Hubble's main camera dies a death
Advanced camera shall survey no more
Hubble's main camera, the Advanced Camera for Surveys (ACFS), has shut down following an electrical failure.
The camera went offline last year after a problem with its power supply. That was eventually resolved, but this time most of the the damage looks permanent: NASA says only one of the ACFS's three sub-cameras is likely to be restored.
A power failure on Saturday sent the whole observatory into safe mode. NASA engineers managed to reboot the telescope, but without its ACFS functions.
The ACFS was installed during a 2002 servicing mission. Its three cameras saw into space in the visible, ultraviolet, and infrared spectra, and its installation effectively doubled Hubble's field of view. The camera's three channels took in wide field and high-resolution pictures, as well as a dedicated channel for probing our own solar system.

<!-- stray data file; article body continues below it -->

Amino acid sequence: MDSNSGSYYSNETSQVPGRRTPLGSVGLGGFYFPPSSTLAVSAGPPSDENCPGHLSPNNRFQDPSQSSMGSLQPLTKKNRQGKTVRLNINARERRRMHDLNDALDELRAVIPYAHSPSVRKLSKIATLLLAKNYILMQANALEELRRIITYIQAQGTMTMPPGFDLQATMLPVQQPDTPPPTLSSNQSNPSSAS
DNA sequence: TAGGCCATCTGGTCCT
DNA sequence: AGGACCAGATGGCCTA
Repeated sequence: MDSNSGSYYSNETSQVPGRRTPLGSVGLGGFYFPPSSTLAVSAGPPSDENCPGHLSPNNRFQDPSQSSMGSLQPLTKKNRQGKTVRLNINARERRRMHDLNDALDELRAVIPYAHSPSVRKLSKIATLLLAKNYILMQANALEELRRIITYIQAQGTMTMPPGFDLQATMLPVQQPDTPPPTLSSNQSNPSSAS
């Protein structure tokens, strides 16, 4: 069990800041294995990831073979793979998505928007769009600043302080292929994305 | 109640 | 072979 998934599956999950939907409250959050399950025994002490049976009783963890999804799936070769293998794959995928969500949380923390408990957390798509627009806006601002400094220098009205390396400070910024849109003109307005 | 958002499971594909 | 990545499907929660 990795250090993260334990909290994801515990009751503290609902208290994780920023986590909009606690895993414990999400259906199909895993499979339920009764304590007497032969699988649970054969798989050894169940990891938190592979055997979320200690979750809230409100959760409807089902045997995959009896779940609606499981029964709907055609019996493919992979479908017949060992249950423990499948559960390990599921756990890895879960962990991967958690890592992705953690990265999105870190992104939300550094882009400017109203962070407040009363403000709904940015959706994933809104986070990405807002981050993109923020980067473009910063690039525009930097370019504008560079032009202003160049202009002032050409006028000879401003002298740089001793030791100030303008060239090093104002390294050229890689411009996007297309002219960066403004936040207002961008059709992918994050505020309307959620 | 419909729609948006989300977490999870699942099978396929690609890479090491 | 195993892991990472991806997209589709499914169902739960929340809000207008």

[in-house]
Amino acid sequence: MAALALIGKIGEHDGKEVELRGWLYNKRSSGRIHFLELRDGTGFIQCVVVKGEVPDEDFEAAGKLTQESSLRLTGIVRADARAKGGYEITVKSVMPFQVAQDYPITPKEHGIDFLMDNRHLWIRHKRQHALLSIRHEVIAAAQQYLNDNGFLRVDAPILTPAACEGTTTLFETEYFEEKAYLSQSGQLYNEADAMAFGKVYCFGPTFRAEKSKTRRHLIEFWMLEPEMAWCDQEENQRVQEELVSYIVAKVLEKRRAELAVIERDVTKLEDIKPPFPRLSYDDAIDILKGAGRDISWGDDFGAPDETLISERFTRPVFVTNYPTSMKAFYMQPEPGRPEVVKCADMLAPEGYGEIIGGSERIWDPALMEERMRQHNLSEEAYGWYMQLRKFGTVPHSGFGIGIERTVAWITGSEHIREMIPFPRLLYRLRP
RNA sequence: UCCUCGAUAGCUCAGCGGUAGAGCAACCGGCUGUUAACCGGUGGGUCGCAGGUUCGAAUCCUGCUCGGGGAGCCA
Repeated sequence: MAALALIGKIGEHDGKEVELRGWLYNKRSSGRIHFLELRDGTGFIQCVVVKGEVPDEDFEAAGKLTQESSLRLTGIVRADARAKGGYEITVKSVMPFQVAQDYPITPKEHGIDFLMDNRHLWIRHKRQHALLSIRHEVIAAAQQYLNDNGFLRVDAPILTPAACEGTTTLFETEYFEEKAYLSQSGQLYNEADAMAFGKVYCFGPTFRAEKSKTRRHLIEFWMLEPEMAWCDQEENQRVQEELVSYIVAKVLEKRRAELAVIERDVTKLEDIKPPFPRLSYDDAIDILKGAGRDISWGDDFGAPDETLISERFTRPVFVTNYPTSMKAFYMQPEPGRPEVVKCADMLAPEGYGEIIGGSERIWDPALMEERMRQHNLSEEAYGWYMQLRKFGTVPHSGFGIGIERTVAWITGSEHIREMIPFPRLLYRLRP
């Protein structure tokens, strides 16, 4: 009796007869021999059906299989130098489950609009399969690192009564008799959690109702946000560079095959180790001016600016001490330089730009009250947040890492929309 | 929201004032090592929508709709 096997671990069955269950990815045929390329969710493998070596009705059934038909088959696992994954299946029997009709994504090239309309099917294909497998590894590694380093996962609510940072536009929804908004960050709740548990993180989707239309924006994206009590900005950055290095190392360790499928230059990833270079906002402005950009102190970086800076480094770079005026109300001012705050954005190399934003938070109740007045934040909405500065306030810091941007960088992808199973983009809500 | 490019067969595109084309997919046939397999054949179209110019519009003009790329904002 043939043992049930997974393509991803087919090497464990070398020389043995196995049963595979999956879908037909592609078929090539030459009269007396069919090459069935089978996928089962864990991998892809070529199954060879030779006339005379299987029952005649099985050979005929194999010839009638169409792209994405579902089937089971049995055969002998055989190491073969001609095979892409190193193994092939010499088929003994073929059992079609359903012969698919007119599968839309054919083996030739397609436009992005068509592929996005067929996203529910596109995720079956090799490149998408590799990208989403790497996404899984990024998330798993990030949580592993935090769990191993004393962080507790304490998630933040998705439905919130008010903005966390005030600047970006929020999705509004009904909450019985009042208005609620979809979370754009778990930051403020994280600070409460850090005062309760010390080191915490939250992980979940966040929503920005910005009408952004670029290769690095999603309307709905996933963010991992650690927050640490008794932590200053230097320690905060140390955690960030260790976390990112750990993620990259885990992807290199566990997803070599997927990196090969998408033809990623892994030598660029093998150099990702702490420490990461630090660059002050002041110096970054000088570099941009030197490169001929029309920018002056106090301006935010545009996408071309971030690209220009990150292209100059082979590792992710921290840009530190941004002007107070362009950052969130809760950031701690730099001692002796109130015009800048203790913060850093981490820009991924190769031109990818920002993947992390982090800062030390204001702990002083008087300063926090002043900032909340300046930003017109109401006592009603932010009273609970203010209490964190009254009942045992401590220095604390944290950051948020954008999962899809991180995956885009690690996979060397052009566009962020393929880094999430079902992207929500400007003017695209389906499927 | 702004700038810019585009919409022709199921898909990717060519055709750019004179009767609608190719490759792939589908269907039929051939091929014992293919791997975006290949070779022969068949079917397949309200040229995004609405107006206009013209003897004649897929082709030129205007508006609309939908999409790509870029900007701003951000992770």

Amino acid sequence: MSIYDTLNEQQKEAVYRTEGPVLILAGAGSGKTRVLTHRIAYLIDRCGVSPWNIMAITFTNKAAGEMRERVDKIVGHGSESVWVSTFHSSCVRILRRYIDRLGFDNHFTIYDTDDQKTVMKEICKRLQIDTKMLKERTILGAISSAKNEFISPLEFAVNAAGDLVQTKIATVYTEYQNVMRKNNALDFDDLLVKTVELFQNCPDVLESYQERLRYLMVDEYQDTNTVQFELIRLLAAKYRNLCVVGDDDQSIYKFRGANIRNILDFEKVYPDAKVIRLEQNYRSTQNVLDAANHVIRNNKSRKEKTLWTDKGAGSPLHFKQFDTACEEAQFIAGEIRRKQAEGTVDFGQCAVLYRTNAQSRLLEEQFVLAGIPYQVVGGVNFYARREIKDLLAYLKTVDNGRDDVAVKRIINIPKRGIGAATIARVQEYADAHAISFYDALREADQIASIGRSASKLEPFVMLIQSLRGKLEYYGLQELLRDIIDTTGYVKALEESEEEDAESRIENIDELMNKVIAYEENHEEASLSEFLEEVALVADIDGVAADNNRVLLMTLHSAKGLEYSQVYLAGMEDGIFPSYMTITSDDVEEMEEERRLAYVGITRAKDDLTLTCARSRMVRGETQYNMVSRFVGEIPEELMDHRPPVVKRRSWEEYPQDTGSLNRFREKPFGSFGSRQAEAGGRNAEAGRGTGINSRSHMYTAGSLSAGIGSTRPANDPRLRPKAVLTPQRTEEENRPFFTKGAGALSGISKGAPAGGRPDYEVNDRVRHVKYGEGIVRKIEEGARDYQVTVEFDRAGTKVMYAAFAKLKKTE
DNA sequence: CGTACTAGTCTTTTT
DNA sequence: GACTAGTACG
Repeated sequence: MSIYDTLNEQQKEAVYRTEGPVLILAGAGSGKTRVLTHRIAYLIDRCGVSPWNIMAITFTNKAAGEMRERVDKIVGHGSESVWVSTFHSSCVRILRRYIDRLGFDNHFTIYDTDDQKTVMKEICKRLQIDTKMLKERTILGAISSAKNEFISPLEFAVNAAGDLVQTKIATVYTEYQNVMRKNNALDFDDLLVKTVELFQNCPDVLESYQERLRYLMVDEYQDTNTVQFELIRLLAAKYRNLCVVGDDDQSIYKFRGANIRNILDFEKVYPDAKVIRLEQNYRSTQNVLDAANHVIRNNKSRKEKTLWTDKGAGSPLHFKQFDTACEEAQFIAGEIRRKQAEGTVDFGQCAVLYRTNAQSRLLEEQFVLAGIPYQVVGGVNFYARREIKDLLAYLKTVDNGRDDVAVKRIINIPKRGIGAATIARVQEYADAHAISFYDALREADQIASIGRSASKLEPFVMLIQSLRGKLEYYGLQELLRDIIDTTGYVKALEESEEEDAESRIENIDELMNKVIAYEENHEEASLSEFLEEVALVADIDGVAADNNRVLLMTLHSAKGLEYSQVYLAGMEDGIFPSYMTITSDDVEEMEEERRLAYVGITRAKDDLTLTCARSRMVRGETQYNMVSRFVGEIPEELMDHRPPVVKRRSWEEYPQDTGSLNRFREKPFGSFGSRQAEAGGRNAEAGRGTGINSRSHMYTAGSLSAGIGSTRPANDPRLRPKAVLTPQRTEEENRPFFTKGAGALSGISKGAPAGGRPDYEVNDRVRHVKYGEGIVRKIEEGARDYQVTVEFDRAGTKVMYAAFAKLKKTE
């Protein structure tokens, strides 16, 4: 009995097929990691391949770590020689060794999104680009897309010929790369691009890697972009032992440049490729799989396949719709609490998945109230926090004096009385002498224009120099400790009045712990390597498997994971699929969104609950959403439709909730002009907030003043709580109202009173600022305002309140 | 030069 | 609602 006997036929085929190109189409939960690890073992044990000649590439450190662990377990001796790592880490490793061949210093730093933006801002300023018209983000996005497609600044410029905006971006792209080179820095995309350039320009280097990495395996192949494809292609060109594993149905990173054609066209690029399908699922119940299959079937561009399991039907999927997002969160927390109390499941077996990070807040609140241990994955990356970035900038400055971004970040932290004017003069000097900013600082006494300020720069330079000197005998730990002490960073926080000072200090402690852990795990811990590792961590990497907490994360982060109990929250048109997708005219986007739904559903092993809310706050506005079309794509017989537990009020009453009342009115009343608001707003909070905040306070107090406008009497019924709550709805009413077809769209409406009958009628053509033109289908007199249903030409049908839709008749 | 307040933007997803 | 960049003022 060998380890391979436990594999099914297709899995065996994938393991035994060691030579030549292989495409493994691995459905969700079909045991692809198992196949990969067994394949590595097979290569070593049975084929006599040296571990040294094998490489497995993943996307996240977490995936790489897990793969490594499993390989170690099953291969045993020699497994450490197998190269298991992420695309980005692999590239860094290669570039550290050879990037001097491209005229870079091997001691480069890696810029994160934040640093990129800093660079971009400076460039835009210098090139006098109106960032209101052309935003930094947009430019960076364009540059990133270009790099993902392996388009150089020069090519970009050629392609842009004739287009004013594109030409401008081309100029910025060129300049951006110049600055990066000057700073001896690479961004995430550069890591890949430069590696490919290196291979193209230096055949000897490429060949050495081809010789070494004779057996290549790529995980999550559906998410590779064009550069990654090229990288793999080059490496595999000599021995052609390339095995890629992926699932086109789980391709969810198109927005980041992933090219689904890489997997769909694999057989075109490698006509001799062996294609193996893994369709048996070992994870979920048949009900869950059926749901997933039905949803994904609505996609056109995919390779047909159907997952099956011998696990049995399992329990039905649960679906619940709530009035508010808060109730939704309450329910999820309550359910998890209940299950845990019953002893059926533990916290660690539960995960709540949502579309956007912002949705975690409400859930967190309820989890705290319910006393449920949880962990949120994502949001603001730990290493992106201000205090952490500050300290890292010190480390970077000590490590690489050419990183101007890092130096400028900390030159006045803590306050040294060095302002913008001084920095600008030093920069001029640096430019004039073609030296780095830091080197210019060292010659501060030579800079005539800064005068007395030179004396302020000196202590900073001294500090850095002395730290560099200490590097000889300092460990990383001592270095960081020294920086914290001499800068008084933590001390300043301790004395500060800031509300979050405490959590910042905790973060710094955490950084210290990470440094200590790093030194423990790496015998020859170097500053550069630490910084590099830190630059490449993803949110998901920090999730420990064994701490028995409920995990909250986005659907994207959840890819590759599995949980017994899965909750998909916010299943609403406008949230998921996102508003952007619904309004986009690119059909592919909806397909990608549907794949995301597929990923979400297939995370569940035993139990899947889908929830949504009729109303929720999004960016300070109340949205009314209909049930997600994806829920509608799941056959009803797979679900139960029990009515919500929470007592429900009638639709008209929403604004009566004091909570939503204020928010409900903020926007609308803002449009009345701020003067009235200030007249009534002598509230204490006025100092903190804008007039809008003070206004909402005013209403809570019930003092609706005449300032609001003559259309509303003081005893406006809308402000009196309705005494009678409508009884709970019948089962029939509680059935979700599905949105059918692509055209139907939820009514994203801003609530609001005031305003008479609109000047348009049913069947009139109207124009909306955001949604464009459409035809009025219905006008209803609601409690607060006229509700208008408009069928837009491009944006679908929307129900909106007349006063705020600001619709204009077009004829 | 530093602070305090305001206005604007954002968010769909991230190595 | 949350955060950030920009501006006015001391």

NASA speculates that it will be able to reboot this last channel - the solar blind - but says the wide field and high resolution channels are almost certain to remain offline.
Since its installation, the camera has sent back some truly stunning images, and has made a great contribution to science. It has been the most in demand instrument on the observatory, NASA says.
Hubble is long overdue its next service, and is scheduled to be attended by astronauts in September 2008. The mission will install the new Wide Field Camera-3, and the Cosmic Origins Spectrograph (COS), and carry out repairs to the Space Telescope Imaging Spectrograph.
The crew will also install new batteries and gyroscopes. ®
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